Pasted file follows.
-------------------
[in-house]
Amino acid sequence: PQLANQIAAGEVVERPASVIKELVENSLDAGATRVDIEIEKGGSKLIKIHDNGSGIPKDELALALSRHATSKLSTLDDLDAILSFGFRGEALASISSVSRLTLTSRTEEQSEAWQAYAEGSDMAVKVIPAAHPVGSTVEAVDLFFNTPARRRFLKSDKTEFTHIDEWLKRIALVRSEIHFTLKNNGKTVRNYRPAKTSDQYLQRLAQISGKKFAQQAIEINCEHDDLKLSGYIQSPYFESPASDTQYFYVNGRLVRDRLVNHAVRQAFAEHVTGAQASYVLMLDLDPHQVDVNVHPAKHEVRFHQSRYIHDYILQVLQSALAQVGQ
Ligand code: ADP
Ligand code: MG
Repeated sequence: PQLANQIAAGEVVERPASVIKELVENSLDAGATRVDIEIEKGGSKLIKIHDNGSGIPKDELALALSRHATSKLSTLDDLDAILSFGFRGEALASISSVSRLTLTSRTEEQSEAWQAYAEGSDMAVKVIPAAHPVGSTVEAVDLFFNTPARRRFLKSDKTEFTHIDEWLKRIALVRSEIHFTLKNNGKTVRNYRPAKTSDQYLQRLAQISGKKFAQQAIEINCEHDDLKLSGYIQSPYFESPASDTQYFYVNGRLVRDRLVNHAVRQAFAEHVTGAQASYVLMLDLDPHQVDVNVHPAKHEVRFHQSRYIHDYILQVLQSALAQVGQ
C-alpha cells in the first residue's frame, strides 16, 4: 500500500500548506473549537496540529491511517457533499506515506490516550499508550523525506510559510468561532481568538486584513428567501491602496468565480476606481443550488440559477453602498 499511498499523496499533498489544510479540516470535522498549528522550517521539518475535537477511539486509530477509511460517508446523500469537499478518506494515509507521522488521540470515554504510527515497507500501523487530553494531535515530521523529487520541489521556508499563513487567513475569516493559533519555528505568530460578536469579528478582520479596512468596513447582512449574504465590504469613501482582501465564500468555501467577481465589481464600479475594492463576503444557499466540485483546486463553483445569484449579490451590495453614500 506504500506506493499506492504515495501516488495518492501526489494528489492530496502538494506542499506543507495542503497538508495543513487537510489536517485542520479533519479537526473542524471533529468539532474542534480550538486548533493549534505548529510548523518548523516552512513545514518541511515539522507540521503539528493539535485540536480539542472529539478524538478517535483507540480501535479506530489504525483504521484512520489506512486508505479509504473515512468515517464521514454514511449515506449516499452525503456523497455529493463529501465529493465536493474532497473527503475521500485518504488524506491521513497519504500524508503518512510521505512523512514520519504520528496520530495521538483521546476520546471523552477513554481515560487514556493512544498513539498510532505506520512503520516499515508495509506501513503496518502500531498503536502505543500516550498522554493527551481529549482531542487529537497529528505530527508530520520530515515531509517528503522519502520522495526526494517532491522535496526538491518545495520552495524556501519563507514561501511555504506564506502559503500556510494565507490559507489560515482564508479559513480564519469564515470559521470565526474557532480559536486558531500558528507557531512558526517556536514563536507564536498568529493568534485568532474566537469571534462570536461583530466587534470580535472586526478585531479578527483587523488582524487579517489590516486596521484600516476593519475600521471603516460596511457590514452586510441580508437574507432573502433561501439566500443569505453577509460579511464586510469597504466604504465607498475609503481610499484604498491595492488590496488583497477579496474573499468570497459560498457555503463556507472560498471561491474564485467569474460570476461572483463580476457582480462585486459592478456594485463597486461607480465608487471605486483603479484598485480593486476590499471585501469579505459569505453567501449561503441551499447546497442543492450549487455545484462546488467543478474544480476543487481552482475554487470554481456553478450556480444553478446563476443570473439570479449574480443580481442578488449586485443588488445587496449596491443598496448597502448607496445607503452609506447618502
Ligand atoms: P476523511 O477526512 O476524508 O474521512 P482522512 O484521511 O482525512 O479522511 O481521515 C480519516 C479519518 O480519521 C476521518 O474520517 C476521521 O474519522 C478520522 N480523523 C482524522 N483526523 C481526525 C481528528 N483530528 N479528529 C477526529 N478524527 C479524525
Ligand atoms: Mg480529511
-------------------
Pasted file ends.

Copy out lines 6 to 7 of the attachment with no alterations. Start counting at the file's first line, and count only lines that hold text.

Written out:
C-alpha cells in the first residue's frame, strides 16, 4: 500500500500548506473549537496540529491511517457533499506515506490516550499508550523525506510559510468561532481568538486584513428567501491602496468565480476606481443550488440559477453602498 499511498499523496499533498489544510479540516470535522498549528522550517521539518475535537477511539486509530477509511460517508446523500469537499478518506494515509507521522488521540470515554504510527515497507500501523487530553494531535515530521523529487520541489521556508499563513487567513475569516493559533519555528505568530460578536469579528478582520479596512468596513447582512449574504465590504469613501482582501465564500468555501467577481465589481464600479475594492463576503444557499466540485483546486463553483445569484449579490451590495453614500 506504500506506493499506492504515495501516488495518492501526489494528489492530496502538494506542499506543507495542503497538508495543513487537510489536517485542520479533519479537526473542524471533529468539532474542534480550538486548533493549534505548529510548523518548523516552512513545514518541511515539522507540521503539528493539535485540536480539542472529539478524538478517535483507540480501535479506530489504525483504521484512520489506512486508505479509504473515512468515517464521514454514511449515506449516499452525503456523497455529493463529501465529493465536493474532497473527503475521500485518504488524506491521513497519504500524508503518512510521505512523512514520519504520528496520530495521538483521546476520546471523552477513554481515560487514556493512544498513539498510532505506520512503520516499515508495509506501513503496518502500531498503536502505543500516550498522554493527551481529549482531542487529537497529528505530527508530520520530515515531509517528503522519502520522495526526494517532491522535496526538491518545495520552495524556501519563507514561501511555504506564506502559503500556510494565507490559507489560515482564508479559513480564519469564515470559521470565526474557532480559536486558531500558528507557531512558526517556536514563536507564536498568529493568534485568532474566537469571534462570536461583530466587534470580535472586526478585531479578527483587523488582524487579517489590516486596521484600516476593519475600521471603516460596511457590514452586510441580508437574507432573502433561501439566500443569505453577509460579511464586510469597504466604504465607498475609503481610499484604498491595492488590496488583497477579496474573499468570497459560498457555503463556507472560498471561491474564485467569474460570476461572483463580476457582480462585486459592478456594485463597486461607480465608487471605486483603479484598485480593486476590499471585501469579505459569505453567501449561503441551499447546497442543492450549487455545484462546488467543478474544480476543487481552482475554487470554481456553478450556480444553478446563476443570473439570479449574480443580481442578488449586485443588488445587496449596491443598496448597502448607496445607503452609506447618502
Ligand atoms: P476523511 O477526512 O476524508 O474521512 P482522512 O484521511 O482525512 O479522511 O481521515 C480519516 C479519518 O480519521 C476521518 O474520517 C476521521 O474519522 C478520522 N480523523 C482524522 N483526523 C481526525 C481528528 N483530528 N479528529 C477526529 N478524527 C479524525